This article will discuss the 6 habits of highly successful students in college.
As a college student, you are lucky enough to have a scholarship. It’s not so much a ‘free ride’ anymore, but it will most likely cover most of your college costs.
A scholarship is a gift, and there’s no feeling of being indebted to your college because you’ve worked hard to get one. You can walk into any classroom as any student.
You do not need to sit at the front or the back.
Answers from other students to free online assessment tools are among the most widely used ways of learning in our modern educational environment. All too often, students are reluctant to seek advice and help from their peers.
In a poll of over 23,000 K-12 teachers and students from around the country, the National College Access Network discovered that most students are afraid to ask for help because they believe others will think they are stupid or need too much help.
This fear prevents students from seeking out the help they need from their fellow students, and this is the underlying reason why so many students struggle to pass their classes.
A recent study from the University of California found that in five different grade levels, “on average, students were more likely to take the more difficult way to the answer than to accept the quicker, simpler one. In fact, students were almost twice as likely to choose the more difficult path as the less difficult one.”
There is absolutely no reason to be afraid to ask for help. Every student has just as much knowledge as any other, and you are very likely more familiar with the material than many of your classmates.
Take course materials, not course credit
Many college students get the impression that taking the course materials is one more credit, but this is a misguided way of approaching college.
The truth is that most courses have an examination or a final exam, and there are no extra credit or “optional” assignments. Rather than getting the course materials and assuming you have mastered everything, take the course materials and assume you have mastered the material.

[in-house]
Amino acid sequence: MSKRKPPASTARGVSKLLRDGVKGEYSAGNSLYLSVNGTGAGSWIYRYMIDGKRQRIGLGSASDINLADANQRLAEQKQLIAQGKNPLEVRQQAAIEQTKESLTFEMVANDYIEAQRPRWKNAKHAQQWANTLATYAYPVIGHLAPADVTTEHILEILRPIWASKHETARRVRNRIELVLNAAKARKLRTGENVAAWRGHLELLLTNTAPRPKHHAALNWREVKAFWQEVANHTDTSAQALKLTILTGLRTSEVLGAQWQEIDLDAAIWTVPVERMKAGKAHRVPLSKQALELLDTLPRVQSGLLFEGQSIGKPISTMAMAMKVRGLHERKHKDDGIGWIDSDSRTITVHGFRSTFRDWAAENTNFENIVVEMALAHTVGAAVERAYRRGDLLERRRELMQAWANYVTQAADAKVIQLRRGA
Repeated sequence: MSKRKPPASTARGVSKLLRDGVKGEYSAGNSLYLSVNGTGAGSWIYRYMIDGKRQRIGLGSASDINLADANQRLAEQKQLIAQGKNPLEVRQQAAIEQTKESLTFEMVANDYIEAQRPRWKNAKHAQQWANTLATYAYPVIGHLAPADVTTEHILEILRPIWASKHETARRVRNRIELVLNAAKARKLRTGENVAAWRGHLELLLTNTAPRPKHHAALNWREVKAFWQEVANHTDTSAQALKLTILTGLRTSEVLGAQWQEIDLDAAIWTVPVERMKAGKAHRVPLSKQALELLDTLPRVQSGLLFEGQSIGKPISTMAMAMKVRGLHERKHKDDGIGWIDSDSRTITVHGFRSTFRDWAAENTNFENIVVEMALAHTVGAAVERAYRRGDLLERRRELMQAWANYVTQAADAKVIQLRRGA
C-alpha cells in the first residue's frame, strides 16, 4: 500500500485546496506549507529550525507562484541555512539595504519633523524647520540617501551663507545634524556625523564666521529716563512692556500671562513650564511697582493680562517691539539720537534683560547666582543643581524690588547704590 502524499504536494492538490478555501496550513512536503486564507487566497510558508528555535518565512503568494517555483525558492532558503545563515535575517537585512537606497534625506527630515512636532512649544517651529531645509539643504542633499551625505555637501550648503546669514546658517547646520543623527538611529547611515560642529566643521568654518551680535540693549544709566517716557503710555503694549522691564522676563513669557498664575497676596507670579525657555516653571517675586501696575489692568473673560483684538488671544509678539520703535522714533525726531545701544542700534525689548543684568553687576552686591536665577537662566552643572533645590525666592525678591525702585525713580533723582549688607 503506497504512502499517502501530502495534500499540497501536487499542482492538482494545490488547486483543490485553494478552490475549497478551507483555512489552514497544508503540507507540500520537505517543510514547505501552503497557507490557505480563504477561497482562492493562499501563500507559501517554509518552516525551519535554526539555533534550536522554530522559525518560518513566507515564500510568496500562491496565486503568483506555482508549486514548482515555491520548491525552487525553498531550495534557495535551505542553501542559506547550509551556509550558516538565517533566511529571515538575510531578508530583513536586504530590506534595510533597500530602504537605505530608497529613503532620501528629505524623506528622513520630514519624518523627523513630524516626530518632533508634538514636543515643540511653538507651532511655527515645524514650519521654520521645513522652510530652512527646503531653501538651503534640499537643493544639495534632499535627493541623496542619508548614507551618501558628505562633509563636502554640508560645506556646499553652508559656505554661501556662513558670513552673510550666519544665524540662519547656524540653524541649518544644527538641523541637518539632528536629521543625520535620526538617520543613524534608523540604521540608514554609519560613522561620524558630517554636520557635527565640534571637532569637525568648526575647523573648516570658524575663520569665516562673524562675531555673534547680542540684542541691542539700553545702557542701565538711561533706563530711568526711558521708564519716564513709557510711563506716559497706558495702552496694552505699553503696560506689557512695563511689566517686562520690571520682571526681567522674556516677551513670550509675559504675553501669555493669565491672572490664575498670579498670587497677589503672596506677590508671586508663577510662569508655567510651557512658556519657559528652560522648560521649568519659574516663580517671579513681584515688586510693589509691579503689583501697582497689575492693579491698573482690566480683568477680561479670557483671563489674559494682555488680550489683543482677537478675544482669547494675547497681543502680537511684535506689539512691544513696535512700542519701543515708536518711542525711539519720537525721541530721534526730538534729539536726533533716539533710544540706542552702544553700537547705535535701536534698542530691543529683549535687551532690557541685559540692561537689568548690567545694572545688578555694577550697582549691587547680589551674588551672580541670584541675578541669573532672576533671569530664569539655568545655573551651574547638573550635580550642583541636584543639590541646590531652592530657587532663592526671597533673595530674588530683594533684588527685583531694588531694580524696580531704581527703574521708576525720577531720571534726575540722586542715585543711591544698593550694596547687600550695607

Why? Because the course materials will only count as a class credit when you pass the class.
A few classes have exam components, but it will only count as a class credit in most courses if you pass the class. If you do not pass the class, it does not matter how many books you read or how many assignments you complete; the course materials will not count as class credit.
Take challenging courses
When you enter college, many people will suggest that you take courses that will get you a high GPA to get into the right graduate programs and get a good job.
Those are not bad suggestions, but there is a much more rewarding path. And it is a path that will have you achieving more long-term career goals.
According to the National College Access Network survey, over three-quarters of students felt that their courses’ difficulty was either fair or easy. In contrast, only 33% of students felt their courses were either very hard or challenging.
When asked about the difficulty of their courses, college students feel like they are in the vast minority.
Over one-third of students felt like their courses were fair or easy.
If a student is not consistently taking challenging courses, they will not learn a particular skill, which may impact their careers.
Having a better understanding of a given subject will be more helpful when applying to jobs, whether working in the banking industry, being a lawyer or medical doctor, or even working as an engineer.
If you are taking easy classes, you are not being challenged, which will leave you less prepared to succeed in the workforce. There are always challenging classes to choose from, but you may need to study and research a particular subject before enrolling in it.
Take multiple credits
Each semester, the vast majority of college students take between 15 and 18 credit hours of classes. That is a total of 120 credit hours over the course of the academic year or five terms.
One of the most common mistakes college students make is taking courses for credit but not actually taking those courses. If you enroll in a class but are not taking the class, this will count against you on your transcript.
Multiple-credit courses are one of the most efficient ways to get ahead. By taking multiple-credit courses, you will have a substantial amount of credits under your belt by the time you graduate, which will put you ahead of the game in terms of your professional resume.
To afford an expensive college experience, many students are struggling to get by. With all the costs of tuition, books, and living expenses, it is not surprising that many students end up losing money as they head into the semester.
Instead of spending on clothes, food, and entertainment, students should be saving a significant amount of their budget or even have a second job while in college.
According to the 2010 study of the National Study of Learning, Comprehension, and Achievement, 83% of students said that they spend more money than can afford extracurricular activities.
To maximize their earnings potential, students need to get ahead in their spending.